To blind someone by placing a red-hot copper kettle near their eyes

I have a thing for dictionaries. I really love them. In fact, I have a collection of old dictionaries and even use them in my art. Some years ago I created a shaman jacket that is covered with images from an old dictionary carefully glued to an old down jacket like feathers with alizarin crimson paint, like blood dried scabs. (Do not be distracted by the Mexican hat hanging on the wall behind it.)

My first job out of college was working for World Book Encyclopedia where my first assignment was to read the entire dictionary marking where I thought we ought to illustrate a word or group of words. Every day I would come into work, kick my feet up onto my drawing table, set my coffee down, and read columns and columns of words. World Book had some kind of agreement with Thorndike Barnhardt where they “owned” the definitions and we would illustrate and play with the layout and font. It would be marketed under World Book’s moniker. It was while doing this job that I learned that every dictionary company actually has at least one and usually more fake words and definitions in their dictionary. So, when a new dictionary is published, each company can determine whether their words and definitions have been stolen or not and then sue when appropriate.

I was pretty shocked at some of the definitions at the time. Afterall, I thought dictionaries were compiled and written by experts and maybe some of them are. But at the time Barnhardt (a descendent no doubt) and his son were in charge of writing all definitions. (They also had a secretary.)  Their definition of cultural revolution (no capitals) was something like “bands of denunciatory street gangs standing on corners, waving red flags.” (This was in the seventies.) We were able, with no small effort, to get Barnhardt to be a bit more objective in his rhetoric.

As a member of the art department, we didn’t personally illustrate the images we all agreed on, but came up with the ideas that hired illustrators completed. For anachronism, one of my suggestions was to show a picture of Michaelangelo’s Moses holding a typewriter with the Ten Commandments coming out. I was told that this would outrage the religious right market share (even then) so we settled on one of my tamer ideas—Paul Revere riding a motorcycle shouting “The British are coming. The British are coming.”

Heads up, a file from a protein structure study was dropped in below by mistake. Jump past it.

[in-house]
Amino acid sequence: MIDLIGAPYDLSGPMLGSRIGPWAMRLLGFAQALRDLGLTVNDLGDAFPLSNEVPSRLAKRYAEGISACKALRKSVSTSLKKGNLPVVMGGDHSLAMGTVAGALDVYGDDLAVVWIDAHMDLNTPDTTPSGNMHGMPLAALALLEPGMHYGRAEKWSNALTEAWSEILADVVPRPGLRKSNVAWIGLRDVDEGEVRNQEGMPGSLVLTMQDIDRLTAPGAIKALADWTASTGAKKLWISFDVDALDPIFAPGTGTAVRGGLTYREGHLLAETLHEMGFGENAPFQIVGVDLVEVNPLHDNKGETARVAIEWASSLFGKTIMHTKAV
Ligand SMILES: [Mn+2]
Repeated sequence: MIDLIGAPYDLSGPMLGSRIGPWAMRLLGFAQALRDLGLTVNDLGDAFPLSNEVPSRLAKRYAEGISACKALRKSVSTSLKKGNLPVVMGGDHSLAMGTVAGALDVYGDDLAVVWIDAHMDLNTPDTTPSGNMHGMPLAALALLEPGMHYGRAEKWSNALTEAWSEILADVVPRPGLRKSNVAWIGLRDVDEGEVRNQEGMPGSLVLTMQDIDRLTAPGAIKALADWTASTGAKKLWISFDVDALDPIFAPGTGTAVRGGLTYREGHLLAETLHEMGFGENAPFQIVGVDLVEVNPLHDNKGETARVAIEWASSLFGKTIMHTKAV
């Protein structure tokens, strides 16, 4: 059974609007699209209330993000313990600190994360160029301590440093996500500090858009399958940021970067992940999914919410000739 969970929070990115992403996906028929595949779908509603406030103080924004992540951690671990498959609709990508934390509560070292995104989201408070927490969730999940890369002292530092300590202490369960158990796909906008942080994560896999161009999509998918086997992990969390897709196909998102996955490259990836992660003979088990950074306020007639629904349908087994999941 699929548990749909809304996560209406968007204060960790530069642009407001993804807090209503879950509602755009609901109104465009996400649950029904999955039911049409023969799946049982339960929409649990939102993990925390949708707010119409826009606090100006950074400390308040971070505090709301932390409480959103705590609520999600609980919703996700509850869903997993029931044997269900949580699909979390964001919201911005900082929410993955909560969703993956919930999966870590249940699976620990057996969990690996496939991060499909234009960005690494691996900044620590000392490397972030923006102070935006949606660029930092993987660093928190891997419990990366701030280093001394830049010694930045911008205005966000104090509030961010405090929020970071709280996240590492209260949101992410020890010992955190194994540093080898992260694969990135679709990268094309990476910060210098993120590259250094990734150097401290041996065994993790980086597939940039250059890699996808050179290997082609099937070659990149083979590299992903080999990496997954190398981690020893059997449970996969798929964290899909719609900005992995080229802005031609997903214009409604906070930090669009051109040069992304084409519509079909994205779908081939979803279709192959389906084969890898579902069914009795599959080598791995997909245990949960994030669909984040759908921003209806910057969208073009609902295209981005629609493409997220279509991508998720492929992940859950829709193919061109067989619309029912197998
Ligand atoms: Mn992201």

Every day while reading the columns of words I would post my favorite ones like strabismic or abacinate (to blind someone by placing a red-hot copper kettle near their eyes). Each and every day I would playfully use these words and my colleagues learned to come by my cubicle and check out the new vocabulary whenever they could. All of my friends suffered from my new found erudition.

This is all to say that it is sometimes frustrating for me to work with students for whom words do not hold the same magic, promise, liveliness or possibilities. In fact, it seems that their ability to understand words is quite limited which in turn is an obstacle in crawling beneath the layers of text that they read. A bright student just the other day asked me what a particular word meant. She stumbled over its pronunciation, “drosy?”

“Drowsy?” I asked.

I’m no genius and god knows I need to continually strengthen my ability to communicate clearly and articulately. But the ability of the right word to capture specificity or nuance is perhaps a thrill for the few (English teachers and writers, maybe). To encourage my students, perhaps I ought to threaten them with abacination.

This entry was posted in art, collections, reading, school, Teaching, words and tagged , , , , , , , . Bookmark the permalink.

2 Responses to To blind someone by placing a red-hot copper kettle near their eyes

  1. Or maybe just bring that shaman jacket, dance around with dictionaries, and call forth the gods of meaning in order to encourage their curiosity and seeking!

  2. JEROME BLOOM says:
























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